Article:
ANC accused of purging broadcasters

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SOUTH AFRICAN journalists are warning that a campaign is under way within the the country's public-service broadcaster to replace experienced and independent-minded professionals with managers sympathetic to the ruling African National Congress.

The latest high-profile casualty of the purge became publicly known yesterday: Barney Mthombothi, editor-in-chief of radio news at the South African Broadcasting Corporation, resigned after being passed over in changes to the SABC news hierarchy. He, in common with other experienced journalists who have been forced to resign or who have found their programmes axed, blamed incompetence and inexperience rather than direct interference.

"Some people within the SABC may want to please the ANC. The biggest danger facing the SABC is not political interference but lack of skills and lack of a culture or ethos of independent journalism,'' said Mr Mthombothi.

But a month before South Africa's second multi-race elections, in which the ANC is aiming for up to a two-thirds majority in parliament, some SABC insiders associate changes at the corporation with a one-party, no- dissent culture.

In common with other recent casualties, including the highly respected investigative journalist Max du Preez, Mr Mthombothi warned of a return to "the dark days of the old SABC'', when it was a propaganda arm for the apartheid regime. Yesterday a member of the editorial staff, who requested anonymity, said the pro-ANC culture was pervasive. "Their idea is to put a gloss on stories which favour the ANC. We might have a story about how 4m rand [pounds 400,000] has been spent on a project to build 95 houses but that, in reality, only 20 house have been built. In such a situation we will often be told we should turn around the script to highlight the 20 houses which have been built."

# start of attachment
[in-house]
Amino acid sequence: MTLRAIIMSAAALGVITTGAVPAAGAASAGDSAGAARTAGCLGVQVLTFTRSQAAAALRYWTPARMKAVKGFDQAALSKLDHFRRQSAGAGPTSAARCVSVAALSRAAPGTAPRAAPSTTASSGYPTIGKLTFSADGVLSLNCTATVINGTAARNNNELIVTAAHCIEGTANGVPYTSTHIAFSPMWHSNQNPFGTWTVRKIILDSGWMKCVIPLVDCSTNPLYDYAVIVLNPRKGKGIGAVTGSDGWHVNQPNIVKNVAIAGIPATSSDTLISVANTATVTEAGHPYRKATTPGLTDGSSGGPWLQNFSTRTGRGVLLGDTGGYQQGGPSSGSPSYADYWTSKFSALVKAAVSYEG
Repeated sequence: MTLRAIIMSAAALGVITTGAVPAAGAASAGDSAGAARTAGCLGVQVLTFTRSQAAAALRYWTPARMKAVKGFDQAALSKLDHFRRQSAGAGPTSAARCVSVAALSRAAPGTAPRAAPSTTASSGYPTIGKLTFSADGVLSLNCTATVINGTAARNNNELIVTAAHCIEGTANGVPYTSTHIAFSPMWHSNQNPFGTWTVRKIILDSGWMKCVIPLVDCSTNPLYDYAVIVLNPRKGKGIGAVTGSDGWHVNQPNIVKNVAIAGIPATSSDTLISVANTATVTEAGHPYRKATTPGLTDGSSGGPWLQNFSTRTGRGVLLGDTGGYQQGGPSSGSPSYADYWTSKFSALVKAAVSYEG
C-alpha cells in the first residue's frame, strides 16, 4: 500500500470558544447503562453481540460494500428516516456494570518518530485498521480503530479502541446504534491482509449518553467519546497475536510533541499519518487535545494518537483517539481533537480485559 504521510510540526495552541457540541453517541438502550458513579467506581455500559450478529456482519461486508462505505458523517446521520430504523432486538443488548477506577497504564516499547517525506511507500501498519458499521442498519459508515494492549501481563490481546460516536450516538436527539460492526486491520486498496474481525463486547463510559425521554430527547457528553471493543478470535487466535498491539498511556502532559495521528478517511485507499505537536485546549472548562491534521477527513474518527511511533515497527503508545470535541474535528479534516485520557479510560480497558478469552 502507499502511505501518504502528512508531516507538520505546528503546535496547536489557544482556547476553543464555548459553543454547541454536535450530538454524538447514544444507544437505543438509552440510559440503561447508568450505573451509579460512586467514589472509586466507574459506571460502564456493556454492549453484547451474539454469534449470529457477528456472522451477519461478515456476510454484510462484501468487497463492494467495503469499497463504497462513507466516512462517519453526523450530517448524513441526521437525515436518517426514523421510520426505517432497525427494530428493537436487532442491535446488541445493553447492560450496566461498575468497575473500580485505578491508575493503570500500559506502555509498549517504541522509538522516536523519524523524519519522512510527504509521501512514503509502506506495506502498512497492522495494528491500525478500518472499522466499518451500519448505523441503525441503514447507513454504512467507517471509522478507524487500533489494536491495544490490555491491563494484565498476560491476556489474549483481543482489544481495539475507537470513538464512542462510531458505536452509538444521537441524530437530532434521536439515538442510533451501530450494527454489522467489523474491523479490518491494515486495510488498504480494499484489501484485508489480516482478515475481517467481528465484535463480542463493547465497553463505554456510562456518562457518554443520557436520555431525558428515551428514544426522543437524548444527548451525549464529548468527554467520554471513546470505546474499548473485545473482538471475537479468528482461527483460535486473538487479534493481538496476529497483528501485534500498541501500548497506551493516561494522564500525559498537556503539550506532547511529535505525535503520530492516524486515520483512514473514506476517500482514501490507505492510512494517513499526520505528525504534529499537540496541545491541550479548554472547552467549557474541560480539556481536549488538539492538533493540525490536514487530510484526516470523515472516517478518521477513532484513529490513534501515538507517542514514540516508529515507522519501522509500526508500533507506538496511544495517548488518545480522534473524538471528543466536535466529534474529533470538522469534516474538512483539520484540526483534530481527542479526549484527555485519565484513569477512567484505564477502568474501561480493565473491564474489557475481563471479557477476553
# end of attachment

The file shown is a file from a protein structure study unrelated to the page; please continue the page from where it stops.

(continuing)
Many journalists at the SABC - relaunched in 1996 to shed its propagandist image - warn of inexperience in management and abuse of power.

"Unlike the press, there has never been a culture of independent broadcasting. There are no role models for independence and there is no clear distinction between the role of public broadcaster, government and the ANC,'' said one.

The purge began two years ago, when Joe Thloloe was removed as editor- in-chief of television news. He was followed last year by his former boss, Govin Reddy, who accused the SABC of racism.

Managers blamed staff cuts on the current trend for bi-media - combining radio and television newsrooms.

But the axing of Du Preez's high-profile Special Assignment last month sent shockwaves through the SABC. It was followed by the sacking of a respected anchor-woman, Sarah Crowe. "Since Max was sacked we all think `if they can do that to him, none of us has a chance if we stand up against them','' said a journalist.

r The South African police, under attack after disclosures that they use violence on suspects, paid tribute to 1,240 officers killed on duty in the past five years.

At a service yesterday in Pretoria the future president of South Africa, Thabo Mbeki, urged citizens to support the police force. "The men and women who have died are the protective shield, protecting our citizens and our society,'' said Mr Mbeki, who has been selected to take over as leader of the ANC when Nelson Mandela retires next month.

South African police are around three times as likely as civilians to be murdered. Their crime-fighting methods have come under scrutiny since a BBC Newsnight film showed white officers beating black suspects in Johannesburg.